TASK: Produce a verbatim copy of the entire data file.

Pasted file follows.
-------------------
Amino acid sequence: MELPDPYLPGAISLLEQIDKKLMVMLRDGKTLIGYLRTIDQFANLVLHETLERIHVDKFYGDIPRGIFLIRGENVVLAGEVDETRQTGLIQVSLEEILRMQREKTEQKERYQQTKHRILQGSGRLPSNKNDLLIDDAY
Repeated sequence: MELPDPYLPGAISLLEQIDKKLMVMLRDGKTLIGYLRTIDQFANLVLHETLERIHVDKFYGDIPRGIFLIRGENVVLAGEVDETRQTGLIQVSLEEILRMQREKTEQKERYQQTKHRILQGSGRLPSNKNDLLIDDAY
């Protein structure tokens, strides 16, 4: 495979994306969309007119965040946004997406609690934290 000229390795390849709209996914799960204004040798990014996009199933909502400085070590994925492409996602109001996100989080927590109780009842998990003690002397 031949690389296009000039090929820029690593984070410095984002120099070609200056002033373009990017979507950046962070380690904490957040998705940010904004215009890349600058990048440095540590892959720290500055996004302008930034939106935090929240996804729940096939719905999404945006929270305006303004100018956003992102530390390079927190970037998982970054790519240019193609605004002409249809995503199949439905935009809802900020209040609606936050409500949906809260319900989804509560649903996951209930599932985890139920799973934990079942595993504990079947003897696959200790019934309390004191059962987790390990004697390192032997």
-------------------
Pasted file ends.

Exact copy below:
Amino acid sequence: MELPDPYLPGAISLLEQIDKKLMVMLRDGKTLIGYLRTIDQFANLVLHETLERIHVDKFYGDIPRGIFLIRGENVVLAGEVDETRQTGLIQVSLEEILRMQREKTEQKERYQQTKHRILQGSGRLPSNKNDLLIDDAY
Repeated sequence: MELPDPYLPGAISLLEQIDKKLMVMLRDGKTLIGYLRTIDQFANLVLHETLERIHVDKFYGDIPRGIFLIRGENVVLAGEVDETRQTGLIQVSLEEILRMQREKTEQKERYQQTKHRILQGSGRLPSNKNDLLIDDAY
């Protein structure tokens, strides 16, 4: 495979994306969309007119965040946004997406609690934290 000229390795390849709209996914799960204004040798990014996009199933909502400085070590994925492409996602109001996100989080927590109780009842998990003690002397 031949690389296009000039090929820029690593984070410095984002120099070609200056002033373009990017979507950046962070380690904490957040998705940010904004215009890349600058990048440095540590892959720290500055996004302008930034939106935090929240996804729940096939719905999404945006929270305006303004100018956003992102530390390079927190970037998982970054790519240019193609605004002409249809995503199949439905935009809802900020209040609606936050409500949906809260319900989804509560649903996951209930599932985890139920799973934990079942595993504990079947003897696959200790019934309390004191059962987790390990004697390192032997």